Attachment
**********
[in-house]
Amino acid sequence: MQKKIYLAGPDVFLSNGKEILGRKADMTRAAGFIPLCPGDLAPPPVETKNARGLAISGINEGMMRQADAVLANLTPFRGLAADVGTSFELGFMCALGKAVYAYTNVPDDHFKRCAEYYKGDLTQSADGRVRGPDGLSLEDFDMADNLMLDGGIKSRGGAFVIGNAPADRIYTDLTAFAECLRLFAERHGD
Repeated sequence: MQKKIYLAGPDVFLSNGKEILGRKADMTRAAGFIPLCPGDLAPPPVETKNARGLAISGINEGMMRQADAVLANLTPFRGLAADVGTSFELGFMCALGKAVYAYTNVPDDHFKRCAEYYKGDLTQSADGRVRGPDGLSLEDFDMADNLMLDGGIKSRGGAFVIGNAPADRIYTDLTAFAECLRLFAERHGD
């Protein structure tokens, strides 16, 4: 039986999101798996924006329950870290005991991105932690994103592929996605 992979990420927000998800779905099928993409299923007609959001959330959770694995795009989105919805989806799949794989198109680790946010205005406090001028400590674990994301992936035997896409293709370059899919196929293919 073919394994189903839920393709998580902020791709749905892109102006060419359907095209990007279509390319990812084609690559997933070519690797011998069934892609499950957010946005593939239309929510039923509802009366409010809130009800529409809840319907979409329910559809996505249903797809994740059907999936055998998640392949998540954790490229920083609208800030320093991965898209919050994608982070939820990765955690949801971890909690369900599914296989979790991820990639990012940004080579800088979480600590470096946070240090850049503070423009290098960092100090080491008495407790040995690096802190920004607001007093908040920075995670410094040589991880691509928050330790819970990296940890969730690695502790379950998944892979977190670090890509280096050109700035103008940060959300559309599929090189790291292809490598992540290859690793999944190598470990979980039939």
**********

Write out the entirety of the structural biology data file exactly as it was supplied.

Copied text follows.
[in-house]
Amino acid sequence: MQKKIYLAGPDVFLSNGKEILGRKADMTRAAGFIPLCPGDLAPPPVETKNARGLAISGINEGMMRQADAVLANLTPFRGLAADVGTSFELGFMCALGKAVYAYTNVPDDHFKRCAEYYKGDLTQSADGRVRGPDGLSLEDFDMADNLMLDGGIKSRGGAFVIGNAPADRIYTDLTAFAECLRLFAERHGD
Repeated sequence: MQKKIYLAGPDVFLSNGKEILGRKADMTRAAGFIPLCPGDLAPPPVETKNARGLAISGINEGMMRQADAVLANLTPFRGLAADVGTSFELGFMCALGKAVYAYTNVPDDHFKRCAEYYKGDLTQSADGRVRGPDGLSLEDFDMADNLMLDGGIKSRGGAFVIGNAPADRIYTDLTAFAECLRLFAERHGD
């Protein structure tokens, strides 16, 4: 039986999101798996924006329950870290005991991105932690994103592929996605 992979990420927000998800779905099928993409299923007609959001959330959770694995795009989105919805989806799949794989198109680790946010205005406090001028400590674990994301992936035997896409293709370059899919196929293919 073919394994189903839920393709998580902020791709749905892109102006060419359907095209990007279509390319990812084609690559997933070519690797011998069934892609499950957010946005593939239309929510039923509802009366409010809130009800529409809840319907979409329910559809996505249903797809994740059907999936055998998640392949998540954790490229920083609208800030320093991965898209919050994608982070939820990765955690949801971890909690369900599914296989979790991820990639990012940004080579800088979480600590470096946070240090850049503070423009290098960092100090080491008495407790040995690096802190920004607001007093908040920075995670410094040589991880691509928050330790819970990296940890969730690695502790379950998944892979977190670090890509280096050109700035103008940060959300559309599929090189790291292809490598992540290859690793999944190598470990979980039939």